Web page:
Human beings are extremely flawed when it comes to colour. We see such a tiny fraction of the entire colour spectrum, and because of this we miss out on a lot of what there is to see. But what we do see is sometimes beautiful beyond words.
With more and more people taking an interest in photography, more people are editing images. A large percentage of those who are editing images are mostly adjusting colour and tone, but one key thought is often missed out when using editing programs. Your brain views colours differently in different environments. It’s easy to forget that our brain takes shortcuts, and tries to perceive things how it believes they should be perceived. The human eye adapts what it sees all the time, and when a certain colour is next to a different colour, the brain adjust how it views the original colour. An example of this as an animation is below, taken direct from the following wonderfully insightful website – http://colorisrelative.com. I definitely recommend having a quick look at the website, as it allows for a better visual understanding. To use the website, just move your cursor over the coloured blocks.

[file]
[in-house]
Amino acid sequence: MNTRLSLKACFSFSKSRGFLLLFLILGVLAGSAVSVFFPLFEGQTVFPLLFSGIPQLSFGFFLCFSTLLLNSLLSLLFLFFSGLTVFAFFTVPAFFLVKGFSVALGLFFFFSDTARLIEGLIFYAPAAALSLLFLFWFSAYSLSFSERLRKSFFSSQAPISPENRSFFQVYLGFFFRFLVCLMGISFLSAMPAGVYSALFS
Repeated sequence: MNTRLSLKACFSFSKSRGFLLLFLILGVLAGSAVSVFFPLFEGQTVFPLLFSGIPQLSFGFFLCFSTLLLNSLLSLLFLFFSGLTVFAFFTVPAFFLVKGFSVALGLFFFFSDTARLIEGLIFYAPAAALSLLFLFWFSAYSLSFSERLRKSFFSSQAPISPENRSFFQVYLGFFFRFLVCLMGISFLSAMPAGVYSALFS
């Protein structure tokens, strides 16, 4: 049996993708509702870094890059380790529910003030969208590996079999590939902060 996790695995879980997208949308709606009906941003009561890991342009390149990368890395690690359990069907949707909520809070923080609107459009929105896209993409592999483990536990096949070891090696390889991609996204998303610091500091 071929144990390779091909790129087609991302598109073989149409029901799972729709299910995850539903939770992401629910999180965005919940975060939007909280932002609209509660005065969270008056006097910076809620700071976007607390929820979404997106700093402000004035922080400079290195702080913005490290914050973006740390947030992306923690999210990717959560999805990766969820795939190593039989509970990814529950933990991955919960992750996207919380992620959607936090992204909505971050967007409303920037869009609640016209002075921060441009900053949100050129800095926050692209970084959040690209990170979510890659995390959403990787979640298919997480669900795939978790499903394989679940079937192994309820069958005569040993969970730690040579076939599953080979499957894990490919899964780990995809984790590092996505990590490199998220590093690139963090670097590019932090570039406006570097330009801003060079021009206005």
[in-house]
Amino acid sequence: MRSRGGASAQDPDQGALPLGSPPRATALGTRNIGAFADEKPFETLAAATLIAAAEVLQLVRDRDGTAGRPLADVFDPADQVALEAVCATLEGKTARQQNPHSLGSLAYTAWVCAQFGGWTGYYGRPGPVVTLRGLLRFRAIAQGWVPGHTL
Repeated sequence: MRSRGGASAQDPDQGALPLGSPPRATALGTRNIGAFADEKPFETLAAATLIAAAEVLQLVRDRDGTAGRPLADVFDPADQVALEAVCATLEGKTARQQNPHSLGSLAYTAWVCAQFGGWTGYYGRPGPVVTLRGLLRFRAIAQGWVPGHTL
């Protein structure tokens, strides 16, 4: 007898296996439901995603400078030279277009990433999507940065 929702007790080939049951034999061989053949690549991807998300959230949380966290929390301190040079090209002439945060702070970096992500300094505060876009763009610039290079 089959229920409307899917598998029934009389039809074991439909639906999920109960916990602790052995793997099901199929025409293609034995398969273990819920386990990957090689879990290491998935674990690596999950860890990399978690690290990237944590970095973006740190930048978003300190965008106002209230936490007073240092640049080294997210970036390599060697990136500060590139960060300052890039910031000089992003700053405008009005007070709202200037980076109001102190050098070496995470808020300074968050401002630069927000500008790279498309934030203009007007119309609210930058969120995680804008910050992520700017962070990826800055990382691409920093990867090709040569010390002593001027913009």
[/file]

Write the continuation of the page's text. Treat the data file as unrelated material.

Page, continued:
So what does this mean. For anyone who might be concerned about colour in their photography, then realising that surrounding colour will effect your image will be a simple step in the right direction. So how do people combat this? There are a number of ways that can help.
1) As mentioned above, control the lighting in your room. Don’t have the lights off, as that can hurt your eyes and makes editing for long periods of time more difficult. But also don’t have them too bright either. You can help control the light is with a monitor hood, as shown below.
2) Having a neutral grey desktop background helps if you have Photoshop set to a standard screen. This does make your desktop look incredibly boring though. Neutral (50%) grey is best, as it doesn’t affect your judgement over how a colour looks. This incidentally is why most editing programs have the tabs / buttons in grey.
3) I have my setup in Photoshop the following way. Whenever I work, I have my screen set to the maximised mode. To do this, just hit the “f” key, and it will cycle between Standard, Maximised, and a plain black presentation background. If you right click on the background of the maximised screen, you can change the colour it is set to. Most decent editing programs will offer this option, you may have to google what it is for whatever program you are using.
As I use the maximised mode, I can have whatever desktop background I want as it won’t affect the colours. The following is what I use for my screen at work. Click on the image if you want the full resolution version to download yourself.
Which apparently makes an awesome jumper.